"People voted for Emmanuel Macron and for the new party because they didn't want political figures who were governing based on polls," an MP from Macron's En Marche party has told Conflict Zone.
Alexandre Holroyd, who represents French citizens living in Northern Europe, cited Macron's decisive victories in France's presidential and parliamentary elections as evidence that voters wanted reform.
"One of the disasters we've had in the last twenty years is that governments have had an eye to the polls more than to policy," Holroyd said. "The idea that by transforming a country and doing fundamental reforms your poll will go up or down shouldn't matter."
But if En Marche's lack of public concern for opinion polls is genuine, they ignore them at their peril. Macron's approval ratings have continued to slip in recent months to just 26 percent in a survey last week.
A founding member and MP of En Marche, Stanislas Guerini, said that the party had to "reconnect with a very important founding principle of En Marche: empowering the people and civil society to make change happen."
Holroyd conceded that his party needed to "do a better job at explaining what we're doing … [and] articulating what the long-term vision is."
Substance over style?
Criticism of Macron has not been restricted to his party's program.
Several of Macron's own ministers have quit their posts, fueling talk of dissatisfaction with his style of leadership.
This includes the interior minister, Gerard Collomb, an early and loyal supporter of Macron, whose resignation the French president initially rejected. Collomb's departure followed just weeks after the environment minister, Nicholas Hulot, quit live on radio saying he felt "all alone" in government.
Macron has been criticized for centralizing his government's decision making process but has been unapologetic for "the verticality of power," telling a French publication in May, "I hate the process which means you have to constantly explain the reasoning behind a decision."
Holroyd told Conflict Zone host Tim Sebastian his experience in the legislature had been different. "Every law that the president has pushed for has been adopted after a thorough debate in parliament, has been improved, amended, depending on the circumstances, depending on the law."
Corinne Lepage, a former conservative minister who joined the Macron campaign in 2016, told Reuters in May, "What I quickly found embarrassing is the contradiction between the bottom-up approach that was promised and sold to the French, and the reality."
"I disagree with that assessment completely," said Holroyd when confronted with the quote, "and actually if you take the commitments that we made, the program that we made … and you take it line by line, you will see that we are putting in place precisely what we said we would put in place."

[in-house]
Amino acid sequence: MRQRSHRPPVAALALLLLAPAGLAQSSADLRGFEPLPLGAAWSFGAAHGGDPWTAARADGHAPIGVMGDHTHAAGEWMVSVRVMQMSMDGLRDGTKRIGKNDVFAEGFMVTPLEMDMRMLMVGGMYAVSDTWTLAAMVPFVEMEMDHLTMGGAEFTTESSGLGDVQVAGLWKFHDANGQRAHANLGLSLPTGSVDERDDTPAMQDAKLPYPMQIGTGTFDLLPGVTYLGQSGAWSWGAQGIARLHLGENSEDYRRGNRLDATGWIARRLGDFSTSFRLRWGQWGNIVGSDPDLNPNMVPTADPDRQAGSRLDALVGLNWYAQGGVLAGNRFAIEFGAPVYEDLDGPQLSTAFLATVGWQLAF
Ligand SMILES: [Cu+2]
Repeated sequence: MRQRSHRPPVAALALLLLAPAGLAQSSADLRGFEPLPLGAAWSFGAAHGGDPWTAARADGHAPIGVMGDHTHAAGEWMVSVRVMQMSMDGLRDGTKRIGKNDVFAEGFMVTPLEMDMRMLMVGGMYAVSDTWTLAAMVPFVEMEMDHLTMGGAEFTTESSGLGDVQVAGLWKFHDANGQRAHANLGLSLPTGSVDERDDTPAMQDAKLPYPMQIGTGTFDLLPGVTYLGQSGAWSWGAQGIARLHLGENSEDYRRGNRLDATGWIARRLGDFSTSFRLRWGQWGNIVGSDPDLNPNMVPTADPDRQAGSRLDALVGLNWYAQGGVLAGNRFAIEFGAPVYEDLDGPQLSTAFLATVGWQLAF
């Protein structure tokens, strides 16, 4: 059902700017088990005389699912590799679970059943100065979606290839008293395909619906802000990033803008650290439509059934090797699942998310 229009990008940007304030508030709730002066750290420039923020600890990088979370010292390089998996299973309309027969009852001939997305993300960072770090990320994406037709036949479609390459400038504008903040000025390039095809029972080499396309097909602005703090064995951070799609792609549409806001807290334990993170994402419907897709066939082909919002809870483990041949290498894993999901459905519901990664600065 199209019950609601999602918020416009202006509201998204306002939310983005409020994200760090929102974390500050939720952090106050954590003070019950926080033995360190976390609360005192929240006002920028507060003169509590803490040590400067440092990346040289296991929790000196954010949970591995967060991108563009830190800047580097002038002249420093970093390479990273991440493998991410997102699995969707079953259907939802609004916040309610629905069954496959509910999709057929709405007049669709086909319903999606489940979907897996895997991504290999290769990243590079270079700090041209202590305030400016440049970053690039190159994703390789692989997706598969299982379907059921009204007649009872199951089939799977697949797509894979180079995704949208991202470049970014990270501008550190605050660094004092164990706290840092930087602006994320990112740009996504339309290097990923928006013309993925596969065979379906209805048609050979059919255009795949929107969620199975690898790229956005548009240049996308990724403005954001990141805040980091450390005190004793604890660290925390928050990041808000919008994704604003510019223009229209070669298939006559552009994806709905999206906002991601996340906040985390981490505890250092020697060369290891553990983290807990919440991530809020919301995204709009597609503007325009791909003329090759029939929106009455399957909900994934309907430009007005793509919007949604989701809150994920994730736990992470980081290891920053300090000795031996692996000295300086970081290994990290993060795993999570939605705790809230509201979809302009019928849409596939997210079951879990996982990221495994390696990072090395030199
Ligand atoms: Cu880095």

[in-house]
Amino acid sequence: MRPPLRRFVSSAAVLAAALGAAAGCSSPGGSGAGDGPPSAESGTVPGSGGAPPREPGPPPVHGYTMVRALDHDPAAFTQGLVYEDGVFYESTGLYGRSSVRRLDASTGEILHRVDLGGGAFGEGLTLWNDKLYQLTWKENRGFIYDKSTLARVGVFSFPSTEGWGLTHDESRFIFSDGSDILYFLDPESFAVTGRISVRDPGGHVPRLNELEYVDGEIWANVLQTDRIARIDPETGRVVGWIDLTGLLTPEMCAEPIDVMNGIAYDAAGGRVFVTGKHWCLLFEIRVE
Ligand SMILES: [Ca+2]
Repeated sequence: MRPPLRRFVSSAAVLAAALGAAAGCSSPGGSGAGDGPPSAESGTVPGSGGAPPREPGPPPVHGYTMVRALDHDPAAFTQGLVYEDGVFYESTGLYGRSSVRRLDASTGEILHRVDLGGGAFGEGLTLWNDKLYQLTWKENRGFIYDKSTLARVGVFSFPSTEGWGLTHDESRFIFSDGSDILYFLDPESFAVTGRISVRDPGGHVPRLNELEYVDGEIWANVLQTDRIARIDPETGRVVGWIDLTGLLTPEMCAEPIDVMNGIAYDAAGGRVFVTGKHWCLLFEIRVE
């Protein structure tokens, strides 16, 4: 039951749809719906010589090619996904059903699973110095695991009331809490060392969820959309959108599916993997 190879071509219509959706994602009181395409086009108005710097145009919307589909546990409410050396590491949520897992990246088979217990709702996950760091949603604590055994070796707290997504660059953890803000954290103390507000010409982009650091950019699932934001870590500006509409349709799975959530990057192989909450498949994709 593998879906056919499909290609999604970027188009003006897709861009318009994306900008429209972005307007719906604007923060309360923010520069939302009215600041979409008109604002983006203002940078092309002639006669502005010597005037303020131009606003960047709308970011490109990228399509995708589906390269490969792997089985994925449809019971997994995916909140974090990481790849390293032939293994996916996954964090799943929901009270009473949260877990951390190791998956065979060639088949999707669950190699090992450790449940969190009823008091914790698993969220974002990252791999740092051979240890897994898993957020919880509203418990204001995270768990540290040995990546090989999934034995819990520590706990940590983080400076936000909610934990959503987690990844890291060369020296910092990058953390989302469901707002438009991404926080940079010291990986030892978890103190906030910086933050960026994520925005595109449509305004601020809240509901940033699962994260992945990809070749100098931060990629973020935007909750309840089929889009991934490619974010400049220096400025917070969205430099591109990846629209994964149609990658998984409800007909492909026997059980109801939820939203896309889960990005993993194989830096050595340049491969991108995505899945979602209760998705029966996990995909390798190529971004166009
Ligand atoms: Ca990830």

Battle for Europe
Macron also has his sights on reform beyond France's borders with a program he believes will strengthen Europe, proposing the creation of an EU finance minister post, a joint eurozone budget and a common defense force.
The French president has issued strong warnings of the danger of growing nationalism in Europe. But with poll ratings for Marine Le Pen's far-right Rassemblement National (RN) growing, does Macron have the authority to tackle the issue abroad if he is losing the argument at home?
"He [Macron] said that there is an atmosphere which is akin to a kind of civil war and I think that it is true today that divisions across actually most member states are being felt more than they were in say the 1990s or the 2000s. Now, the European election is a European election. It's an election about Europe and where Europe goes. It's not an election about domestic politics. Those are two separate things."
Whether they are two separate things in the minds of voters – and separate also from their judgment of a president who has aligned his politics with advancing the European project – will be clearer come the European Parliament elections in May 2019.
And who is winning in this "civil war" in Europe when Macron is polling in the mid-20s, and the far-right, anti-establishment parties of government in Italy have a combined support of over 60 percent?
"You look at the support for the European Union in Poland for instance and it's amongst the highest in Europe … among citizens," said Holroyd. "So the reflection that because a certain government is elected nationally it reflects the views of Europe of its citizens is a false one. You look in Austria, same phenomenon."
In a survey last month by the think tank Friends of Europe, 41 percent of French respondents thought life would be the same without the EU, while just 22 percent thought it would be worse. Almost two-thirds of Europeans "aren't convinced life would be worse without the EU."
In the days following the Conflict Zone interview, fresh polls put Le Pen's RN ahead of Macron's En Marche for the first time in voting intentions for the May elections.Alan MacKenzie